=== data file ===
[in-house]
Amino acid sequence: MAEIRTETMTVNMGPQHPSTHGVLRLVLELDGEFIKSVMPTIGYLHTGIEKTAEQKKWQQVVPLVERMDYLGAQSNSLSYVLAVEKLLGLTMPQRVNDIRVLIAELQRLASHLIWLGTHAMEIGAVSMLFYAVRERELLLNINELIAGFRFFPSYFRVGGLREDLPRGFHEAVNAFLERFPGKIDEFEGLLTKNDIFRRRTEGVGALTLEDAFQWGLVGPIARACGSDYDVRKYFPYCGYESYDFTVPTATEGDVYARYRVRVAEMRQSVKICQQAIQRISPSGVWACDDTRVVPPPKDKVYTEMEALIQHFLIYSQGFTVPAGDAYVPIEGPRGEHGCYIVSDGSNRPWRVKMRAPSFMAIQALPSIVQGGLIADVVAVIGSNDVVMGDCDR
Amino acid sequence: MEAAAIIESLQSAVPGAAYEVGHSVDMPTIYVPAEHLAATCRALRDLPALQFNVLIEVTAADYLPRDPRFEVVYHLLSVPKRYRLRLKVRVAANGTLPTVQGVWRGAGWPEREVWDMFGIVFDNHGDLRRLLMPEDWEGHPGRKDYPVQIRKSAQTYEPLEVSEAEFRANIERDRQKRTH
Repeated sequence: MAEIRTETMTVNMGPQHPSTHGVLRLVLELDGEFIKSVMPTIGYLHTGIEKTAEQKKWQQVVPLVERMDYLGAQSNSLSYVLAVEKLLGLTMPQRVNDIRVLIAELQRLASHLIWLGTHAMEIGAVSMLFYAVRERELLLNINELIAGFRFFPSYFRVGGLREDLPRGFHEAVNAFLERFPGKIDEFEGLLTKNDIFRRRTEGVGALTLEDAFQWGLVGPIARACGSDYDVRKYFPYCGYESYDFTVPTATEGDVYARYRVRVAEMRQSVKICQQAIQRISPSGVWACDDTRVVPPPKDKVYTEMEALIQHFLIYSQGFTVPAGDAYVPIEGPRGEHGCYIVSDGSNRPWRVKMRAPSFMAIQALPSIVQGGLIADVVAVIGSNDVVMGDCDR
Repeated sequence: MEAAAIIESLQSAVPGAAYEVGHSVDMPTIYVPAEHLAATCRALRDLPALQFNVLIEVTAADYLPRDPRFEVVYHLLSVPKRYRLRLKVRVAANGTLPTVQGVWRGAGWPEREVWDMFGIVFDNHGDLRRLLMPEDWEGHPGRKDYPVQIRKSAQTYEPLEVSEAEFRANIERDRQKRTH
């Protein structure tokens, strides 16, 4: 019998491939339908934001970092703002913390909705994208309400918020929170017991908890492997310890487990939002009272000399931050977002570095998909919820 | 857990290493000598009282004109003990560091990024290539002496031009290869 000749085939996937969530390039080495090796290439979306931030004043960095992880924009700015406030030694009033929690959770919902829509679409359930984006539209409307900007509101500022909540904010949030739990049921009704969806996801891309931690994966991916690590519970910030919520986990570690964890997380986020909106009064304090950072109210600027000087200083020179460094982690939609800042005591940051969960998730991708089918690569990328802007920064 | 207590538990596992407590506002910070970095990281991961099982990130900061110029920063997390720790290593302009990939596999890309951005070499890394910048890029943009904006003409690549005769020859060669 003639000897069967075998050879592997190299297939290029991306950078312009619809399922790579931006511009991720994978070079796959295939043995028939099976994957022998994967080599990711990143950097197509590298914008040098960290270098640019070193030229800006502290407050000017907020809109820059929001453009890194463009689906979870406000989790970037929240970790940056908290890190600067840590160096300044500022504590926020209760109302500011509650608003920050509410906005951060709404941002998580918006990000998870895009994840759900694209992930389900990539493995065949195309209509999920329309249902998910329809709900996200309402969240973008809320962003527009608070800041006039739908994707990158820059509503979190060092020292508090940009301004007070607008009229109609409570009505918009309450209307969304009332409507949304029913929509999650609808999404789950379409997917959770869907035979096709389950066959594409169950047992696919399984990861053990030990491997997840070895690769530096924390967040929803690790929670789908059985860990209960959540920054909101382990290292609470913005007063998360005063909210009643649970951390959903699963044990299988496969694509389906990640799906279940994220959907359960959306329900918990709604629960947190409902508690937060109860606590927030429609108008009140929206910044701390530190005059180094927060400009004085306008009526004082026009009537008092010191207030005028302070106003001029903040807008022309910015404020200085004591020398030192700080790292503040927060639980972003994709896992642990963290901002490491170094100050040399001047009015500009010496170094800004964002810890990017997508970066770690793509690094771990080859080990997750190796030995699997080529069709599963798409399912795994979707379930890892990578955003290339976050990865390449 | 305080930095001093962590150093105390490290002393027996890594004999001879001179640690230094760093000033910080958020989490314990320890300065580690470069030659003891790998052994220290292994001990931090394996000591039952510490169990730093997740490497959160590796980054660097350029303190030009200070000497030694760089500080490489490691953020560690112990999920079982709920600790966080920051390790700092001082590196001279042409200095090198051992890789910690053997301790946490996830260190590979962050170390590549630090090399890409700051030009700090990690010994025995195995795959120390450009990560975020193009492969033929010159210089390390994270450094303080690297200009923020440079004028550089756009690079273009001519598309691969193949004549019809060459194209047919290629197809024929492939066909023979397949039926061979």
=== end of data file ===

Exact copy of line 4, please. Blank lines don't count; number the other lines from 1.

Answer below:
Repeated sequence: MAEIRTETMTVNMGPQHPSTHGVLRLVLELDGEFIKSVMPTIGYLHTGIEKTAEQKKWQQVVPLVERMDYLGAQSNSLSYVLAVEKLLGLTMPQRVNDIRVLIAELQRLASHLIWLGTHAMEIGAVSMLFYAVRERELLLNINELIAGFRFFPSYFRVGGLREDLPRGFHEAVNAFLERFPGKIDEFEGLLTKNDIFRRRTEGVGALTLEDAFQWGLVGPIARACGSDYDVRKYFPYCGYESYDFTVPTATEGDVYARYRVRVAEMRQSVKICQQAIQRISPSGVWACDDTRVVPPPKDKVYTEMEALIQHFLIYSQGFTVPAGDAYVPIEGPRGEHGCYIVSDGSNRPWRVKMRAPSFMAIQALPSIVQGGLIADVVAVIGSNDVVMGDCDR